People had been expecting some more pardons as President Donald Trump barrels noisily off the stage. But this one feels, at least to local biologists, more like the surprise handing down of a death sentence.
Last week, as people and politicians alike were consumed with the fallout of the Capitol riot, the Trump administration put out a “midnight regulation” — a sweeping rule change on your way out the door — that slams the Northwest’s signature, struggling northern spotted owl.
“It’s likely to be the elimination of northern spotted owls in the Pacific Northwest,” says Dave Werntz, a forest ecologist with the Seattle environmental group Conservation Northwest. “It came out of the blue.”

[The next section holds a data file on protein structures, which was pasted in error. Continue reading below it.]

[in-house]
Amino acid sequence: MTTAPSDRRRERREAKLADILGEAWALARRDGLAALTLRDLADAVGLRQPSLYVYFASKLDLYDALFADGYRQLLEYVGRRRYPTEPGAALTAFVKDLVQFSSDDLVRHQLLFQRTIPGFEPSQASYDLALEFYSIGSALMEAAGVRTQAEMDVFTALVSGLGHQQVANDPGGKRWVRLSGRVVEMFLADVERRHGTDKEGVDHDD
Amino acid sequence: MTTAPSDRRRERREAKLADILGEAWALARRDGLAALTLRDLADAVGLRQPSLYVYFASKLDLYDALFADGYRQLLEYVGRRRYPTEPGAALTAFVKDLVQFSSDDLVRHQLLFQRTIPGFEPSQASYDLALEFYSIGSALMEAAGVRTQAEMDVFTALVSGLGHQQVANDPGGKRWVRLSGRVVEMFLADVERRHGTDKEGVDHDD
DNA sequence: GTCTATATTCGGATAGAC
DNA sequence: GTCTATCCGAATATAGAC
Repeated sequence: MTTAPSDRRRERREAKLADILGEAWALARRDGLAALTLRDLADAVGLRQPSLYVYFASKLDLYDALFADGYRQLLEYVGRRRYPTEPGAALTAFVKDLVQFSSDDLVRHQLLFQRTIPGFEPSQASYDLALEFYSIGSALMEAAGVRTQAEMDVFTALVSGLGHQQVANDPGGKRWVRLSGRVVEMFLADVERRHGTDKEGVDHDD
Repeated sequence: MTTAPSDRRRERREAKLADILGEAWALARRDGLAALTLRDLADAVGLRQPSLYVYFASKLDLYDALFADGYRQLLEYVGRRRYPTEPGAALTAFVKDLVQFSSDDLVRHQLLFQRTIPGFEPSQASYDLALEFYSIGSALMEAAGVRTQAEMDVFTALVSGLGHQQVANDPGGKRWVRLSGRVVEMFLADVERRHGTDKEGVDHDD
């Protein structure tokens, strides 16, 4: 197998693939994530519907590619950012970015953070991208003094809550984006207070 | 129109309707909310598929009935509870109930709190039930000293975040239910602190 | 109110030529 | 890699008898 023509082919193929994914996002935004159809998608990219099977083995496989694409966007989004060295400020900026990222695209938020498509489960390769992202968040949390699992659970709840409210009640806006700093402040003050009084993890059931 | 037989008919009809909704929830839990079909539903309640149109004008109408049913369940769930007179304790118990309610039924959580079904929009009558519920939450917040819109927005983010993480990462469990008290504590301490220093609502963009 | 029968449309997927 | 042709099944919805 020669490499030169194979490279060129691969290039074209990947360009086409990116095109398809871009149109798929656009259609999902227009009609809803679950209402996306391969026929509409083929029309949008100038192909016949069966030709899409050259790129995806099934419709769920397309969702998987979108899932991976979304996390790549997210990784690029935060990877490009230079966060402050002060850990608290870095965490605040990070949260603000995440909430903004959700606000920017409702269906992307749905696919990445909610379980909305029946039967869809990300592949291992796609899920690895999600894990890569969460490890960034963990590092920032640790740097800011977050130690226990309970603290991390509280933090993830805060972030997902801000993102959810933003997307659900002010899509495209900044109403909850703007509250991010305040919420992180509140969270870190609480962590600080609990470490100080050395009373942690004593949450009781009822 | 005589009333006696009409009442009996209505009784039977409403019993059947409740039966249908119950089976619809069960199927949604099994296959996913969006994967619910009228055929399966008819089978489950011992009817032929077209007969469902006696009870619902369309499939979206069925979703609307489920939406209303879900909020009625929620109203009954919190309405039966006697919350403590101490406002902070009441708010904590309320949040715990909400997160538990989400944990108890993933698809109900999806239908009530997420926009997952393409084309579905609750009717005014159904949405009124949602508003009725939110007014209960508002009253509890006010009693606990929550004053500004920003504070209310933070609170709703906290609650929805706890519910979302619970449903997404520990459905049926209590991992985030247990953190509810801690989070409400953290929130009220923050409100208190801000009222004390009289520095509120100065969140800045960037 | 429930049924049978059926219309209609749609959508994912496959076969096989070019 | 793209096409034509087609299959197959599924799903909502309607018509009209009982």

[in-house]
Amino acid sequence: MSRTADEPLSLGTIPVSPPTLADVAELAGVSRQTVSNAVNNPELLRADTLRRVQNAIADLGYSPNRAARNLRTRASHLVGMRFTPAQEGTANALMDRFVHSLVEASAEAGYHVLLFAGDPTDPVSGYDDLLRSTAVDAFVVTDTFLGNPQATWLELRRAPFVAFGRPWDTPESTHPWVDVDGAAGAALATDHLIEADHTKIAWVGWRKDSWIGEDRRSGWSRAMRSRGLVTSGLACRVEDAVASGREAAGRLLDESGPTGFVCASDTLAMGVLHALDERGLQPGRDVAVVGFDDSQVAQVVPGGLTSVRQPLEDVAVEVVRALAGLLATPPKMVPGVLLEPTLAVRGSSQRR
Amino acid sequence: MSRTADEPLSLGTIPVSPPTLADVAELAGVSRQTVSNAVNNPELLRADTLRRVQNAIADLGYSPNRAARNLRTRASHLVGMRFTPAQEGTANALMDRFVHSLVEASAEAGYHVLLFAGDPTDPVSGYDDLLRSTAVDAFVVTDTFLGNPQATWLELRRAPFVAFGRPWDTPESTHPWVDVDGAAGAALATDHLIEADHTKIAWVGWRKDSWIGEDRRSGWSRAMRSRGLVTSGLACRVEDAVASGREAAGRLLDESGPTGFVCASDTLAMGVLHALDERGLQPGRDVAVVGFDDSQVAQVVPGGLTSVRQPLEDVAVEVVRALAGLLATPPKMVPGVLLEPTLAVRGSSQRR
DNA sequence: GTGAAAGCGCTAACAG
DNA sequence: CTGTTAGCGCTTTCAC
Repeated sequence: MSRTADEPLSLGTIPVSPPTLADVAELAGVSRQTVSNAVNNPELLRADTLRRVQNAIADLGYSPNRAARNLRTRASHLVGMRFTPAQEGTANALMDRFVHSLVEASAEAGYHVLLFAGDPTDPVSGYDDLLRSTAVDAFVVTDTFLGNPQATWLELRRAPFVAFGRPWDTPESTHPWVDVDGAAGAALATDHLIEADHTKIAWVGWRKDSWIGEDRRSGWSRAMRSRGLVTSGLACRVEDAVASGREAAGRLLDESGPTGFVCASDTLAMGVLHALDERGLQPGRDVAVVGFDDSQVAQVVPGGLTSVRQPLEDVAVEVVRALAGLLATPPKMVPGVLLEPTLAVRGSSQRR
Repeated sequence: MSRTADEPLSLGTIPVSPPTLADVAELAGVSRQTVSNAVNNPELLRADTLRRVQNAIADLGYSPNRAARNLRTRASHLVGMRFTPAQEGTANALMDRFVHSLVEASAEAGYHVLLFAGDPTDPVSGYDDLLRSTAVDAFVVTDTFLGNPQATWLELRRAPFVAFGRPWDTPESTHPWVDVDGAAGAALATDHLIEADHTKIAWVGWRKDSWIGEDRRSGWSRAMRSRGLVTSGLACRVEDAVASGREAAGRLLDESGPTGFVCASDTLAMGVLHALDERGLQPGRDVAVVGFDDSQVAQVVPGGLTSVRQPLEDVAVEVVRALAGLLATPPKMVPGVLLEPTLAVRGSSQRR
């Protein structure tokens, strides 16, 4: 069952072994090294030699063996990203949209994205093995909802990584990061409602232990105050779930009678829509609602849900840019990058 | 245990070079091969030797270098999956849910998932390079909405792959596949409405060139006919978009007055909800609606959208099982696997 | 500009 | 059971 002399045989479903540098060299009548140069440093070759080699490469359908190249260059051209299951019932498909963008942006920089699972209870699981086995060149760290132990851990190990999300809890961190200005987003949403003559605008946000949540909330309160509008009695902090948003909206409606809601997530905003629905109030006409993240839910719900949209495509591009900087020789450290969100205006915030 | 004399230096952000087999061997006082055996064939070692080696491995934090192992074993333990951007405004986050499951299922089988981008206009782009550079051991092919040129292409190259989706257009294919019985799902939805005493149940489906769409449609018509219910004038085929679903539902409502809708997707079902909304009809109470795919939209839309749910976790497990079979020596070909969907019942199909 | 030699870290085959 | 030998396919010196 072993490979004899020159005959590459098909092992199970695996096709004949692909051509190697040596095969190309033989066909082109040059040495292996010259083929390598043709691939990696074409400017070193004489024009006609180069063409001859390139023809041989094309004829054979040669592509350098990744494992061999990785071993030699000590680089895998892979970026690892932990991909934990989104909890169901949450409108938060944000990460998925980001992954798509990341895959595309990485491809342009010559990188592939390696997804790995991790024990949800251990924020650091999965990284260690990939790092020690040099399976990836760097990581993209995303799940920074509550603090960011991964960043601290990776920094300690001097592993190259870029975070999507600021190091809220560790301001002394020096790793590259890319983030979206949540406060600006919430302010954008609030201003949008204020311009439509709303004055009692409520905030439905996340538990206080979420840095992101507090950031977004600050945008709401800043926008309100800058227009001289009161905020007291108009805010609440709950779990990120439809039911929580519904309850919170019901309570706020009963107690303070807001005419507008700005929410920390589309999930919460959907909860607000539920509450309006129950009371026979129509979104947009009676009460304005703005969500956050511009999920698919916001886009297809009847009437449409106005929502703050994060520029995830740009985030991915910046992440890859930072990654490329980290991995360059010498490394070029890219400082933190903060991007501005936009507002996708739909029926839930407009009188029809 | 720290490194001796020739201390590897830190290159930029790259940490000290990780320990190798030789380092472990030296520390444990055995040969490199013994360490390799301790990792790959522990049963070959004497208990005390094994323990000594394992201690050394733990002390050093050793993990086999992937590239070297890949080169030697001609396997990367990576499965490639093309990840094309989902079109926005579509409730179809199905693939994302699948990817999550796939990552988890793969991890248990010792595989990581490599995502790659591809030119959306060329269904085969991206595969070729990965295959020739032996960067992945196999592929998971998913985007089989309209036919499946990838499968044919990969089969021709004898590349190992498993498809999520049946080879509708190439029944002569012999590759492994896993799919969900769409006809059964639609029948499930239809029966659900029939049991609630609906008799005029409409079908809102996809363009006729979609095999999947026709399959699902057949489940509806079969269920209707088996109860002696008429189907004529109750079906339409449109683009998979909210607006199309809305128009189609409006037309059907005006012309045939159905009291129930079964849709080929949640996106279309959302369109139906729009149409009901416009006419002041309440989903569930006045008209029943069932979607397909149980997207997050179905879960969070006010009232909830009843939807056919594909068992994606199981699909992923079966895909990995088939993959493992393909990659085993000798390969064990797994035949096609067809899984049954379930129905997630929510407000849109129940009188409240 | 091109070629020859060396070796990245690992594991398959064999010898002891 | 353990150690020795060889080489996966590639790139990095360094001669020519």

What happened is the Interior Department had proposed, last summer, a relatively mild rollback in what’s called “critical habitat” for the owl, which is on the endangered species list. These protections bar most, though not all, logging of old-growth forest — those classic cathedrals of moss-covered, hundred-plus-year-old trees.
The proposal was to reopen to logging about 200,000 acres solely in Oregon. But then last week, the feds shocked just about everyone by removing from protected status not just the 200,000 acres in Oregon, but 3.4 million acres across three states — more than one-third of the land set aside for the owl. This includes more than half a million acres of protected lands in the Cascades in Washington, in three national forests.